6 UK and Danes put in question or not (7)
UNASKED – An anagram (put in question) of UK DANES.

7 Probably dreaming about thing (2,3)
IN REM – A description of the sleep phrase when dreaming occurs and a legal term for a thing.

8 Lent freely, take a shilling from King? (6)
ENLIST – An anagram (freely) includes another letter for a or one and the abbreviation for shilling.  The take a shilling is doing double duty as part of the definition and part of the wordplay which would be frowned upon by many editors.

13 May team go against ten men, tussling to take second of trophies (10)
GOVERNMENT – The GO from the clue, the single letter used for against in legal case names, an anagram (tussling) of TEN MEN including (to take) the second letter of trophies.   Twelve anagrams in a crossword (thirteen if you count the double in 1a) is over-egging the pudding. 

16 Fish container upside down under freezer door for 20dn and co (6,3)
NUMBER TEN – A word for a freezer (something that makes you numb) followed by a reversal (upside down) of a contain in which fish are put after being captured.

17 Provided banquet about a saint? Yes, on this occasion (5,3)
FEAST DAY – A word meaning provided a banquet or catered around the A from the clue and the abbreviation for saint followed by a two letter word for saint.

19 May rival win, some lost final (7)
LEADSOM – A word meaning win (the synonym here is not exact I think) followed by the some from the clue with the final word removed.

20 Came before Queen and vacated occupation? (7)
CAMERON – The CAME from the clue followed by the single letter abbreviation for queen (already used before so a different indicator should have been used) and the outer letters (vacated) of occupation.  Although the whole clue is supposed to indicate the answer, it does not really work for me.

21 To regularly bring a bong around end of House? (3,3)
BIG BEN – The odd letters (regularly) of BRING A BONG around the final letter (end of) of house.  End of has already been used twice before as a final letter indicator.  The to is out of place here as it suggests a verb as the answer.

23 Hoax retracted having run with Independent leader column (5)
DORIC – Reverse a verbal word meaning hoax and include the abbreviation for run and the first letter (leader) of independent.  The abbreviation for run has already been used and should therefore have been clued differently.

25 Get over being rejected after loss how to change 13? (4)
VOTE – The answer is hidden (after loss) and reversed (rejected) in GET OVER.  I am not over enamoured with after loss as hidden word indicator.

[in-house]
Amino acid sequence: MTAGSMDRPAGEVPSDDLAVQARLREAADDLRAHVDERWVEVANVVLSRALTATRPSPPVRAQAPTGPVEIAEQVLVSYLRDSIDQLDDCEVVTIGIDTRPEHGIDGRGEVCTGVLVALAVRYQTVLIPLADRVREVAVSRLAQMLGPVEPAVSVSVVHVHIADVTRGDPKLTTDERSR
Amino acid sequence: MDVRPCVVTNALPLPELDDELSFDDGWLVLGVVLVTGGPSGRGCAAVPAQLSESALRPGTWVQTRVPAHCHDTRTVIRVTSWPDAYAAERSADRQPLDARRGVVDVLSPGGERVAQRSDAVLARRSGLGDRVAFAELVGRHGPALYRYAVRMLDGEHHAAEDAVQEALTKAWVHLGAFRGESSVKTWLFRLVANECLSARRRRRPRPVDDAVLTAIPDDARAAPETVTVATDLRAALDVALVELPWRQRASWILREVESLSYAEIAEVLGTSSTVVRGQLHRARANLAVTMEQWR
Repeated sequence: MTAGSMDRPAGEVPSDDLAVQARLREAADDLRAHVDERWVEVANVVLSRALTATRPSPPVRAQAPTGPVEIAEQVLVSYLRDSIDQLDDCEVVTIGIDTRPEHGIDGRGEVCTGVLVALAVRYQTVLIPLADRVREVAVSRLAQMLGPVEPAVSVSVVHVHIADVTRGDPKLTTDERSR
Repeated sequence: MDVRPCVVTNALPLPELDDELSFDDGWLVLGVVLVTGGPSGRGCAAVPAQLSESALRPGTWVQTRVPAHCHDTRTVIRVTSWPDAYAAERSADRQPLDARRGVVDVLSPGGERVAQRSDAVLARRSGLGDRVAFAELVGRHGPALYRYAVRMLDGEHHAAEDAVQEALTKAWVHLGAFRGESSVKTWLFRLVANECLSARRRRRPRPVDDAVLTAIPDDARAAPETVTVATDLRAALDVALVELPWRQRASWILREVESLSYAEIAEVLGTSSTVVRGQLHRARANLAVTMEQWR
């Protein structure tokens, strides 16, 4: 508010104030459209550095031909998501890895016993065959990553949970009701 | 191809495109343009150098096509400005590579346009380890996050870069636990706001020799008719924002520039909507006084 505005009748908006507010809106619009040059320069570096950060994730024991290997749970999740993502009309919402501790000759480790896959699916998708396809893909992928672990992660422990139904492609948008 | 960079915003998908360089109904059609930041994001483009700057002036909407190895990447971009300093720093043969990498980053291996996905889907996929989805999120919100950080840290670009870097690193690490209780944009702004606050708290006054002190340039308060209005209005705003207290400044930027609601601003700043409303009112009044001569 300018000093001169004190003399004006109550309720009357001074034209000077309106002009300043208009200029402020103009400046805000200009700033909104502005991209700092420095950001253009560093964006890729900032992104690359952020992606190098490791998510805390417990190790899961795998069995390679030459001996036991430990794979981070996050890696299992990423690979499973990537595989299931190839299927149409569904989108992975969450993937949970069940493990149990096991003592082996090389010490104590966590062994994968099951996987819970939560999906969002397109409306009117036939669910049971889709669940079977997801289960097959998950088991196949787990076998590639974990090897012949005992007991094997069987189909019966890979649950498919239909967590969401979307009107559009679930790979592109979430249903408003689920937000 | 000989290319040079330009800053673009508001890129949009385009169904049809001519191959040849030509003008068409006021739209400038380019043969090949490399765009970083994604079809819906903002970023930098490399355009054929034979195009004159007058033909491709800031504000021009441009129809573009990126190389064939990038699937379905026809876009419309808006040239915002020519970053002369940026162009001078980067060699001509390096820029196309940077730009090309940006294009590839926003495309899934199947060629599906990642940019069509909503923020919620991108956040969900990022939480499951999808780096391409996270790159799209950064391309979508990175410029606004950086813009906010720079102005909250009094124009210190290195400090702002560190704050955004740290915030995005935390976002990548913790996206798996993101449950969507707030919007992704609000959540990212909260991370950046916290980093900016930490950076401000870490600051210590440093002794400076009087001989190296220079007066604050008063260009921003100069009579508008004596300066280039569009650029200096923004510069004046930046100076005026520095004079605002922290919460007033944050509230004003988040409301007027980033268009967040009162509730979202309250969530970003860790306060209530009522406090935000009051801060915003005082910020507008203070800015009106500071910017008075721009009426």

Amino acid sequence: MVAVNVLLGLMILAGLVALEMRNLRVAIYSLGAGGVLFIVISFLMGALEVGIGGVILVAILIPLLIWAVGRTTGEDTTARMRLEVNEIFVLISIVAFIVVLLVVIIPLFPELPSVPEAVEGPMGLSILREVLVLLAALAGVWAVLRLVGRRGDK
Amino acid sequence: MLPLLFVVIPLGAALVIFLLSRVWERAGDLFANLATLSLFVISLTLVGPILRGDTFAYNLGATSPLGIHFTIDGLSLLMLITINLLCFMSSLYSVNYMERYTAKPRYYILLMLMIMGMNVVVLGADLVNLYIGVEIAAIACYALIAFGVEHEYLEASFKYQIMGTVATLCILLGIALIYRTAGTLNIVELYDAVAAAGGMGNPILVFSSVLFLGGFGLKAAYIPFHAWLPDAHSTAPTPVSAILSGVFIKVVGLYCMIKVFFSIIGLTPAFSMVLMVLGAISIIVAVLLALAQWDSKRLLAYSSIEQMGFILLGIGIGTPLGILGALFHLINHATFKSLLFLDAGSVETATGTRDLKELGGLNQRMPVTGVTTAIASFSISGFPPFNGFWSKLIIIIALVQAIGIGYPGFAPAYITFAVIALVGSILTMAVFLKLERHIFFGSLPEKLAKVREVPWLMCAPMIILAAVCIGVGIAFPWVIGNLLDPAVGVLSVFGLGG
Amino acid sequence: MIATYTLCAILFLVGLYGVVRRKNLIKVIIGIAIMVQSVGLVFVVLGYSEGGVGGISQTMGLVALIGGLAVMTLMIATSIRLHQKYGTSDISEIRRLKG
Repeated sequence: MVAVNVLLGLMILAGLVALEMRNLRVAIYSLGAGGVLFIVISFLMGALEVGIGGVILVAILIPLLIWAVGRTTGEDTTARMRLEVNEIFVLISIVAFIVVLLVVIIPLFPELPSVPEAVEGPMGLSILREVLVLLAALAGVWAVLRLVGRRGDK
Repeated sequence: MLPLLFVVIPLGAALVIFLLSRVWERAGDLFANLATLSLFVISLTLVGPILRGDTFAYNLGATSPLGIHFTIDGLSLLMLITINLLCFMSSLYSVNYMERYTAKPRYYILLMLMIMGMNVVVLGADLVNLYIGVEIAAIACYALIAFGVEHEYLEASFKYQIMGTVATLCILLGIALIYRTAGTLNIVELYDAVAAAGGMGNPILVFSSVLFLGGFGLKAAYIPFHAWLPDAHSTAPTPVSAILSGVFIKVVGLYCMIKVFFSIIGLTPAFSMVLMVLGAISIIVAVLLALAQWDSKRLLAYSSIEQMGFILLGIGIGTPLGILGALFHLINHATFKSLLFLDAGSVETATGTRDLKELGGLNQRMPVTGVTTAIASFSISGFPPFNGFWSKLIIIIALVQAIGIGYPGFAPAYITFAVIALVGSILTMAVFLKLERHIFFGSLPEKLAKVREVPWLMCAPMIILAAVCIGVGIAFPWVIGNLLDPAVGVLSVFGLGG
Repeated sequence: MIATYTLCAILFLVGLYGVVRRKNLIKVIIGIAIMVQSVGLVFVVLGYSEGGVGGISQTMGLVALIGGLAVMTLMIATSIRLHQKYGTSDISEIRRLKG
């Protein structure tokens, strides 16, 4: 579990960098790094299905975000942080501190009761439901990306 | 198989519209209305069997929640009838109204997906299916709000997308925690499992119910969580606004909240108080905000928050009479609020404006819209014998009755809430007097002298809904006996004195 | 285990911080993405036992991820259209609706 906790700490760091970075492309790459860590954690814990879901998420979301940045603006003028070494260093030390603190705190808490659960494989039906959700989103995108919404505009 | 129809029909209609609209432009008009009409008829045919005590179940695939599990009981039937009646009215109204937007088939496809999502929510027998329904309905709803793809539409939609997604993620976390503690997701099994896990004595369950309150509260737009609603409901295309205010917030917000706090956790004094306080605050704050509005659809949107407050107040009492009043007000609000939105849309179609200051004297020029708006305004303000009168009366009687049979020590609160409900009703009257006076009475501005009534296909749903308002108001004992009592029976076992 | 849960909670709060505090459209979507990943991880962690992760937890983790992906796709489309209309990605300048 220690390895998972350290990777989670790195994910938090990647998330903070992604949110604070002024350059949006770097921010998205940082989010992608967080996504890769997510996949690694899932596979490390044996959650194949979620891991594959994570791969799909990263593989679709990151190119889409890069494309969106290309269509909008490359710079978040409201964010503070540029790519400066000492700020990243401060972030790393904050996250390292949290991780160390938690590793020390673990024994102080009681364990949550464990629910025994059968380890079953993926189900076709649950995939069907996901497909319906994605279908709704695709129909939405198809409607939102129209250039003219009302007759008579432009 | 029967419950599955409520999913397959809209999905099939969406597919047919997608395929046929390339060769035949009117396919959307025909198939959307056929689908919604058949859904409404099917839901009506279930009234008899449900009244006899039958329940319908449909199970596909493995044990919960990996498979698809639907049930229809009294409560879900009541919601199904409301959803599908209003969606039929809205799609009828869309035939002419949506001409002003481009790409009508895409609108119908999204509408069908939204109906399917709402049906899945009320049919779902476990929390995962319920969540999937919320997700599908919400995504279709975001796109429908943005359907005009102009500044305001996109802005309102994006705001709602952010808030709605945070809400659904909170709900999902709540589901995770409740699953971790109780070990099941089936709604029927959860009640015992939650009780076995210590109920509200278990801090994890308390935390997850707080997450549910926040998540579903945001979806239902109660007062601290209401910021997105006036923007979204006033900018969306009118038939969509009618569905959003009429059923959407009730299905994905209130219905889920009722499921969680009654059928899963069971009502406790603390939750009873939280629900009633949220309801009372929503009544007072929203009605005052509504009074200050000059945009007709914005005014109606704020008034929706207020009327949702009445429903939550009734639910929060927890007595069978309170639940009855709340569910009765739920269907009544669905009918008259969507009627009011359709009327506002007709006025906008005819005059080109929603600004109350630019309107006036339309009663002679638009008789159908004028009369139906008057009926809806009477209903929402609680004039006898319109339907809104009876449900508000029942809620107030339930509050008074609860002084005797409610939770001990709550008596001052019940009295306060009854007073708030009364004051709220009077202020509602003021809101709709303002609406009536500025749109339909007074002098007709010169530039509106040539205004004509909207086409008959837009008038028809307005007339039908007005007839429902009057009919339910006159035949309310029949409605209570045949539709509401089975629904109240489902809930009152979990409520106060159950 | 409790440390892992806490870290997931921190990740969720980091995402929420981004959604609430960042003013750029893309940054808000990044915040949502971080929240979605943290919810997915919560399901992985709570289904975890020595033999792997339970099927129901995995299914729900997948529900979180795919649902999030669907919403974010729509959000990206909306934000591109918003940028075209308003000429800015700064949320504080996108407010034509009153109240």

23 comments on “Rookie Corner – 135

  1. Our hearts sank when we looked at the printout and saw all those words. Then we started on the solving and the further we got into it the more we found we were enjoying it. When we spotted the theme we thought there might be some things we did not know, but in the end it was only 19d that we had to look up on Google. Refreshingly different from what we are used to and we appreciated it.
    Thanks Deuce.

  2. Great puzzle Deuce – right up my street. If this had been published in any of the puzzle series I follow it would most likely have been (May have been :-))the high point of the week.

    9a and 8d had me fruitlessly scouring Mrs Bradford for cocktails and kings but you were in a higher league.

    I didn’t really have any major quibbles – although I didn’t understand (apart from the definition) 26a.
    12a might possibly have been rejigged to be a bit tighter.

    I ticked 9a, 3d, 4d, 5d, 8d 20d.

    8d some would gong out as having double duty on “take a shilling” but when you see how good clues like that can be I really can’t go along with that.

    I wondered what your approach to question marks was. You had quite a few.

    Personally I would have given 23d on to indicate the nature of the definition and dropped some of the other ones. You seem to have used them to indicate all-in-one (&lit) clues. For that some seem to use exclamation marks or just leave them uninidicated. There doesn’t seem to be a consistent approach across the various papers. I think I do question marks for crytic definitions – a hangover from quick crosswords – and that’s where either the whole clue is a CD or where it’s a two-part clue but the definition is cryptic rather than straight – and exlamation marks for a really special all-in-one or for a bit of a fudge.

    Anyway – that’s just a couple of minor points for the techies to chew over – not in any way a complaint.

    As for the puzzle – absolutely superb – many thanks for the fun.
    I hope you’ve started your next one.

    • interesting point about question marks, JS. Alberich once advised me to use them if the definition was somewhat whimsical, which could be said in this puzzle of several of those with QMs – 29a, 4d, 8d, 20d, 21d…

  3. Absolutely brilliant Deuce – and great fun from start to finish.
    I have loads of ticks, and doubles by 11a, 29a, 3d, 4d, 8d, 20d, 21d and 23d.
    JS, there’s a Jewish ceremony which would help you with the parsing of 26a.